Monday, April 14, 2014

girl power

Because it's spring, I had to prune the grapes. Because I've never pruned grapes, I called in reinforcements.

me: Rachel, can you help me prune the grapes?
Rachel: Sure! Kate, I've never pruned grapes. Do you know what to do?
me: I have no idea. I've never done it before, either. I'm going to ask You Tube. We'll figure it out. I believe in us.

Girl Power Day often starts like that. Sometimes one or the other of us has done the task of the day before, but even then we're not experts. So far we've refilled propane cylinders at the gas company, hauled mill ends from the Amish cabinetmaker, spread manure on the pastures at Bluebird, taken junk to the dump, pitched canvas tents, baked in the masonry oven, and pruned grapes.

Girl Power Days have taught me several lessons:

1. I can do almost anything if I educate myself and get the right support.
2. Just because I can do a thing doesn't mean that I have to like doing it or that I should commit to doing that thing all the time.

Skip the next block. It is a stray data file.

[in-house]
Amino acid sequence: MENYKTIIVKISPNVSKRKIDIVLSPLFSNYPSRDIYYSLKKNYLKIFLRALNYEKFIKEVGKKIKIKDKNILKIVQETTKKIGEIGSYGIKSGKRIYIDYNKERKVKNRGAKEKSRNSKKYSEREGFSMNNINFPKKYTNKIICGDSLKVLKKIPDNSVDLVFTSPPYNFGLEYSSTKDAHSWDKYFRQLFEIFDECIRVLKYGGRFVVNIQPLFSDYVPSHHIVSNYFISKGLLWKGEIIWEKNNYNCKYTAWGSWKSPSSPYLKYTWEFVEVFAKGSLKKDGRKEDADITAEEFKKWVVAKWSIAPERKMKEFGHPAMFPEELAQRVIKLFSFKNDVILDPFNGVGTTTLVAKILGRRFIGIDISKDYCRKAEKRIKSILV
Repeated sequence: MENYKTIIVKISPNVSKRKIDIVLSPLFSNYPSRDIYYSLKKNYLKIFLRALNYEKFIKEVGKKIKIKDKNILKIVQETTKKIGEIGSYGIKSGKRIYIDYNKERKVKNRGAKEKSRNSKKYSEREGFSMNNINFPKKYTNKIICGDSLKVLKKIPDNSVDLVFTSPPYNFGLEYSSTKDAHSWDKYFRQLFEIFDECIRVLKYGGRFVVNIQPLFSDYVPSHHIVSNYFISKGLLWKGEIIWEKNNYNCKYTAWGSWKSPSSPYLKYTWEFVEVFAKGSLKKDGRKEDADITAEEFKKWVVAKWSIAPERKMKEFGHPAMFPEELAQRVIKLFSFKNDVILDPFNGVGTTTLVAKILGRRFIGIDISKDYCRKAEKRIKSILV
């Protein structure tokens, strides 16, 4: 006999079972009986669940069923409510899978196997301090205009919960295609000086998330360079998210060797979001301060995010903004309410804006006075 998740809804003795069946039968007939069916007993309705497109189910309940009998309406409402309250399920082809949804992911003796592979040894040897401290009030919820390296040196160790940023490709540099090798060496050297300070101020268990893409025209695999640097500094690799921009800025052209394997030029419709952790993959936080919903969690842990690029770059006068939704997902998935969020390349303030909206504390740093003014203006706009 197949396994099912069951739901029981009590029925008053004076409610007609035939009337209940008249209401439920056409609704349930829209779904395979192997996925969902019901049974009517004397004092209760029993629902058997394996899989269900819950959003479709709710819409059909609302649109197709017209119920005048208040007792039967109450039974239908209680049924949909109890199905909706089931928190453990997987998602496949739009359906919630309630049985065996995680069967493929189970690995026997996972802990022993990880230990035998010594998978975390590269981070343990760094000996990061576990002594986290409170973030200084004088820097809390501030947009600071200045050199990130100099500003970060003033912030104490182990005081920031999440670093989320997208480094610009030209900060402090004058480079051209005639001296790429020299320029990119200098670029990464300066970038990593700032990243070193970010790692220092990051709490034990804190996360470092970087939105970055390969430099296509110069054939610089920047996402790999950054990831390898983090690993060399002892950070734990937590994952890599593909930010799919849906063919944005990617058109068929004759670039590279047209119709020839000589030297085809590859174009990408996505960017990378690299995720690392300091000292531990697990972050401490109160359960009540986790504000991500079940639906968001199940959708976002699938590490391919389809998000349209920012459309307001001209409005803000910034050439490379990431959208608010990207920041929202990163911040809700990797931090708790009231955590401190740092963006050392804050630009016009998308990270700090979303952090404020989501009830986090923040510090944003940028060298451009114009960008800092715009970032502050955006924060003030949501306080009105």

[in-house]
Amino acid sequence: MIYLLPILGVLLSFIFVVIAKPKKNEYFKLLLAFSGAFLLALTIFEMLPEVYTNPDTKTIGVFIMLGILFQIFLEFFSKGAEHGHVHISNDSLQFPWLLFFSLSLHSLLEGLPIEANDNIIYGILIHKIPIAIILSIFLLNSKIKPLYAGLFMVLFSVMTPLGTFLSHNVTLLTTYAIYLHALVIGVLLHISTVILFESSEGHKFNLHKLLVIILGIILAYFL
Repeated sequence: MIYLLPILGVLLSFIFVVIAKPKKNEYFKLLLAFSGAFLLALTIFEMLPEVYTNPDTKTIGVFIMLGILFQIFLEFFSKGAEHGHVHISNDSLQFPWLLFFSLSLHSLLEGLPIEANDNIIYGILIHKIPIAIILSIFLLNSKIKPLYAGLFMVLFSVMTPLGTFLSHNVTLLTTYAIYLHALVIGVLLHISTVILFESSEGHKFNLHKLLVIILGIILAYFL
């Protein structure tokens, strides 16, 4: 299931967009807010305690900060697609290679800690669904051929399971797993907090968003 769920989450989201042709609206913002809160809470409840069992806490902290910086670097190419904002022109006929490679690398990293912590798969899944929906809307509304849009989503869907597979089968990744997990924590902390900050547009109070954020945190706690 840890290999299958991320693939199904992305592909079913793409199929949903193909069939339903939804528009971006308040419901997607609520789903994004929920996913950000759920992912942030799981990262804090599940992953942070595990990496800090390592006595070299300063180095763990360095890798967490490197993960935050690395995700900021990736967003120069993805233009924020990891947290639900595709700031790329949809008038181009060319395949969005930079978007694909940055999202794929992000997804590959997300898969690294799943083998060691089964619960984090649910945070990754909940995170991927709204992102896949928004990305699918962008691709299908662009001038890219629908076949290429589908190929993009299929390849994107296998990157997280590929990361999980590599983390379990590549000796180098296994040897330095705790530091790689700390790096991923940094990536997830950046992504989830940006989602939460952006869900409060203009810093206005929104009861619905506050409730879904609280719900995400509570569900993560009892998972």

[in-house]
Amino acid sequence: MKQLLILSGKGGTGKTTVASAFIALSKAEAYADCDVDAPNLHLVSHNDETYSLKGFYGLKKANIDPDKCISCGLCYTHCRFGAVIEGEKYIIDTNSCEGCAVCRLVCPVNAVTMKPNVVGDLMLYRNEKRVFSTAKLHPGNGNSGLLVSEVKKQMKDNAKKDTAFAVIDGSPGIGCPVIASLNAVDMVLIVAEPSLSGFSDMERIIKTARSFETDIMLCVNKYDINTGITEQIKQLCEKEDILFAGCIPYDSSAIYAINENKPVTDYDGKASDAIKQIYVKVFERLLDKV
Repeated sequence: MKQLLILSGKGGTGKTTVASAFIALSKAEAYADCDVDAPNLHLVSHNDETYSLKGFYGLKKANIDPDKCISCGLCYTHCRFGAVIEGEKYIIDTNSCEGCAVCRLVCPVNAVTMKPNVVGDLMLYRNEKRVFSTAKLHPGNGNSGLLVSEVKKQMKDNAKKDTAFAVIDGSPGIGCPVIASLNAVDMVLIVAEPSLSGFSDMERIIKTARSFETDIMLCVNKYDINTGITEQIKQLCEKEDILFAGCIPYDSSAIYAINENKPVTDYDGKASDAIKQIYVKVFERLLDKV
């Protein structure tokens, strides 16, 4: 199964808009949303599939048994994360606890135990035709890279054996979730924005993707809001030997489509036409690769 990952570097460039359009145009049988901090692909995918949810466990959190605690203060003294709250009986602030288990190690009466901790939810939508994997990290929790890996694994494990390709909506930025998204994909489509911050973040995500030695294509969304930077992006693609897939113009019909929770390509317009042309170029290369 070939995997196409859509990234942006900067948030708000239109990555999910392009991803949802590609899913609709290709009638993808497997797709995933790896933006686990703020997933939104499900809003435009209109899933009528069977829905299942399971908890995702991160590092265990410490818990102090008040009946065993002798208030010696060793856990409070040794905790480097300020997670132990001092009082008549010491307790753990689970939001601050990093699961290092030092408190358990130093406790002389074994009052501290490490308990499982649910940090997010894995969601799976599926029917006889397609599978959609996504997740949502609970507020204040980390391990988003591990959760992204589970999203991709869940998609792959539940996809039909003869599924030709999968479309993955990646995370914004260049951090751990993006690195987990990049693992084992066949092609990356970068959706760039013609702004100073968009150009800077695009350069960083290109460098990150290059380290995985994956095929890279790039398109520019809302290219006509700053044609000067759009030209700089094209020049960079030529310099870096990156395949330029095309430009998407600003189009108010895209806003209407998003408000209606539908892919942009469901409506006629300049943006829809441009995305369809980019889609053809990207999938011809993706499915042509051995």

3. Sometimes the right support is just someone to make decisions with.

Because Adam and I had worked so hard to be interdependent, and because I had gotten so used to having a partner, it has been hard for me to remember what I'm capable of. It is the confidence generated on Girl Power Days that carries me through some of the physically and emotionally challenging tasks I undertake on my own.

Sunday, April 13, 2014

a glimpse of remembrance

Your favorite film, your favorite cake, your favorite way to eat lemon sorbet.

Happy birthday, my love. Godspeed.

Wednesday, April 9, 2014

a glimpse of transition

Yes, that is snow in the sand under my toes.

Yes, bare feet and a wool sweater are totally logical on the shores of Lake Michigan in April.

Yes, the sun was very bright. ;-)

Friday, March 28, 2014

flannel hope